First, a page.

My grandfather hasn’t held a rifle in years. I believe he gave it up shortly after almost shooting his wife. Sometime in the 50s (the story is hazy, as it is not often repeated), my grandmother was on her hands and knees, scrubbing the kitchen floor. My grandfather was cleaning his gun at the kitchen table. He neglected to check the breech because he was ‘Sure that it was empty.’ The gun went off, sending a bullet within a foot of my grandmother Serena’s head. There are no pictures of my grandfather holding a gun after that.

I asked him, “Didn’t they teach you gun safety in the Navy?” My own knowledge of firearm handling is largely through my time in the air cadets.

“Sure,” he said. “But I didn’t pay attention. There was a war on, you know!”

My grandmother leapt to her husband’s defense. “Our generation used guns all the time, growing up. Not like your generation. We never used our shotguns to shoot up a school.”

You can’t really overcome an argument like that. Her generation could be trusted with guns without lessons. Ours can’t even be trusted to hold them. That’s how far the zeitgeist has gone when it comes to kids and firearms. When I see that picture of my grandfather pointing his gun directly at the camera, I feel an electric shock run through me. He is only slightly embarrassed about the photo, and that’s because of an accident that would happen almost twenty years later. To my grandfather, the rifle was just a tool he needed to do a job. In many ways his youth was a simpler time, despite being a harder time. Our rules and education have made us safer, but they’ve also taken away some of the freedom of being young and trusted.

Anyway, the picture got me thinking, and as I have over a hundred of these old photos to put up on this blog sooner or later, I thought I’d start off with these ones.


10 thoughts on “Awesome Pictures: The Great Depression Era’s Concept of Gun Safety

  1. David

    I was going to add this to my twitter feed but your blog name along with the obligatory wordpress plus a super long title reached my word count without even the nice quote I was going to include from your writing… “It wasn’t a question of desperation so much as independence.” Next time shorten the title and I’ll advertise your blog.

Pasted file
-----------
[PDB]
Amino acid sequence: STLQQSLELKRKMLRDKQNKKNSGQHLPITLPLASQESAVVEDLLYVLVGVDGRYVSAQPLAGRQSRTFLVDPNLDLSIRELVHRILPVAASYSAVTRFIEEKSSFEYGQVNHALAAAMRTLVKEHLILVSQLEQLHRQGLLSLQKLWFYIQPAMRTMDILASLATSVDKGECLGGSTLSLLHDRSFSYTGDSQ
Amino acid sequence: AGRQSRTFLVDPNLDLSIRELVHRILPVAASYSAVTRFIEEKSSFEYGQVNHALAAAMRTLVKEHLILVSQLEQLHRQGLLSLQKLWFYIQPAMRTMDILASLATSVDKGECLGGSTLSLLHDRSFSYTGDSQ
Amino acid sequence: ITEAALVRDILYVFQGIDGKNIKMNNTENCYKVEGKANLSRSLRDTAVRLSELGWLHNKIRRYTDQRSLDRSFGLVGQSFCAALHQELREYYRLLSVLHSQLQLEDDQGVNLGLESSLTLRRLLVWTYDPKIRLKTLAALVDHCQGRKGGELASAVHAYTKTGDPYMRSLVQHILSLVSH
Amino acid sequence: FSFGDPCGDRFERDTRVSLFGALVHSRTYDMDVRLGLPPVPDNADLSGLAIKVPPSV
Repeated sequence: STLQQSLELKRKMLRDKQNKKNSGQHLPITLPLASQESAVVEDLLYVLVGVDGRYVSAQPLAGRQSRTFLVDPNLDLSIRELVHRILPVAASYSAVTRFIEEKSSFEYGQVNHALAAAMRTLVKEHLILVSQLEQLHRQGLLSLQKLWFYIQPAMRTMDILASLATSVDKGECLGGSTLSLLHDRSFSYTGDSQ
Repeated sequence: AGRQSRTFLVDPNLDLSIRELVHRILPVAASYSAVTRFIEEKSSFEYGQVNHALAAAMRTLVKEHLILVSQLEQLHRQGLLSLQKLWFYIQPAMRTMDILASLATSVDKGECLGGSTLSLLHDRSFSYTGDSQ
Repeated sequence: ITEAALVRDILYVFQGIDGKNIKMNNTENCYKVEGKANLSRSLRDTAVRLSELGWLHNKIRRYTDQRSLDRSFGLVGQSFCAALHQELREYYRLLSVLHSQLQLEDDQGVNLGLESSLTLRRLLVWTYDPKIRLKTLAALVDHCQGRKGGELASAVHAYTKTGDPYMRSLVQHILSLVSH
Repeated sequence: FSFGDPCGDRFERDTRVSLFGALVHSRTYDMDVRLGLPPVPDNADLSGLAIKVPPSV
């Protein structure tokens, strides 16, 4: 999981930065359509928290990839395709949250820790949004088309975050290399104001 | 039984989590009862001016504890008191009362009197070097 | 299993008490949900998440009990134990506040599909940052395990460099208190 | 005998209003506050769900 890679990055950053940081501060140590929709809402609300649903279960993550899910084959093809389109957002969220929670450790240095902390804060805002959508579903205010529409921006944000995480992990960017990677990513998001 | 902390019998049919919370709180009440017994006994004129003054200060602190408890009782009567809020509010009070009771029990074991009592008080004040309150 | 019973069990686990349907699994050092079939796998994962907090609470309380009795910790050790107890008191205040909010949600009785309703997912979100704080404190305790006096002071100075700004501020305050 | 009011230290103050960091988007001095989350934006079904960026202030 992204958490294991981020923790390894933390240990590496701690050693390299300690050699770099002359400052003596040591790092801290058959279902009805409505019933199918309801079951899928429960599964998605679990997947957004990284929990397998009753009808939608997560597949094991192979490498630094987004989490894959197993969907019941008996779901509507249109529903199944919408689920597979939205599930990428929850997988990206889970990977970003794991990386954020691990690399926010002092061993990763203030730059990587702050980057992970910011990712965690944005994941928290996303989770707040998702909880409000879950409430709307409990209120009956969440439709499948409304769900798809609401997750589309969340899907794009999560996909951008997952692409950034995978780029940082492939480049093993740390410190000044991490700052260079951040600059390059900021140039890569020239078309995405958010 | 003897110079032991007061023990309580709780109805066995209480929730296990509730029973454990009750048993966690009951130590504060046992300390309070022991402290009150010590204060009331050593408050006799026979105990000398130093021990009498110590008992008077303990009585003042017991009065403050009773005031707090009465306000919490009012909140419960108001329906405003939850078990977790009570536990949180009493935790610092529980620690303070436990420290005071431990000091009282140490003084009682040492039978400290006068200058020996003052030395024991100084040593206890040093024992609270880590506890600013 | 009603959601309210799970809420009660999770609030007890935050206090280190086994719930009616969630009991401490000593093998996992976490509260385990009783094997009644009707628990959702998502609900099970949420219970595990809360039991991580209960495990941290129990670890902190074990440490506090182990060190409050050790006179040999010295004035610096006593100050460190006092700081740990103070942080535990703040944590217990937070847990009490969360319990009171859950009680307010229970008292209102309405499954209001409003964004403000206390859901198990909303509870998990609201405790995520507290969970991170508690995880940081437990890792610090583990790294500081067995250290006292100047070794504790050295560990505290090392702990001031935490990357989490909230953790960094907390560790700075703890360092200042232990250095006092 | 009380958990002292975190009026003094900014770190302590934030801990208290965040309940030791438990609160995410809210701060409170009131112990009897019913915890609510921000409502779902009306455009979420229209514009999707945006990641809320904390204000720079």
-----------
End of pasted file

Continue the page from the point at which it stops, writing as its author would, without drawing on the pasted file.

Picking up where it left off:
1. Quite right. I’m afraid I’m pretty new to this, and that hadn’t occurred to me. WordPress does have a shortlink feature. If you type in instead of the long rambling URL that was automatically generated, it should link to the site just fine. Thanks for the recommendation.

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  3. Taylor

    Why is it “almost certainly loaded”? How do you know that it is loaded? What makes you think that he would point a loaded firearm at the photographer? Also, what makes you think that pointing a loaded firearm at someone is inherently dangerous? A loaded firearm will not fire without the firing pin striking the primer. For that to happen this man would have either had to have pulled the trigger or dropped the gun in such a fashion as to actuate the firing mechanism. I think your primitive understanding of firearms and “firearm safety” has given you a false sense of insecurity.

    1. You can take a deep breath and calm down, friend. I’m not pushing an anti-gun agenda. I am pointing out the yawning gap between my grandfather’s generation and mine when it comes to gun safety. Why do I think it’s probably loaded? Because my grandfather admits he really didn’t know any better. Why do I think it’s dangerous? Because he’s pointing a loaded weapon at someone. I’m perfectly aware how a gun works, and using ‘firing pin’ and ‘primer’ doesn’t really impress me as far as an attempt at technobabble goes. Did you read far enough to hear about how he almost shot my grandmother accidentally? You always treat a gun as if it is loaded, and you don’t point it at someone you do not want to end up shot. This is simple gun safety that today is taught to firearm enthusiasts right along with their mother’s milk. Should I assume from your self-righteous indignation that you do not subscribe to these simple principles?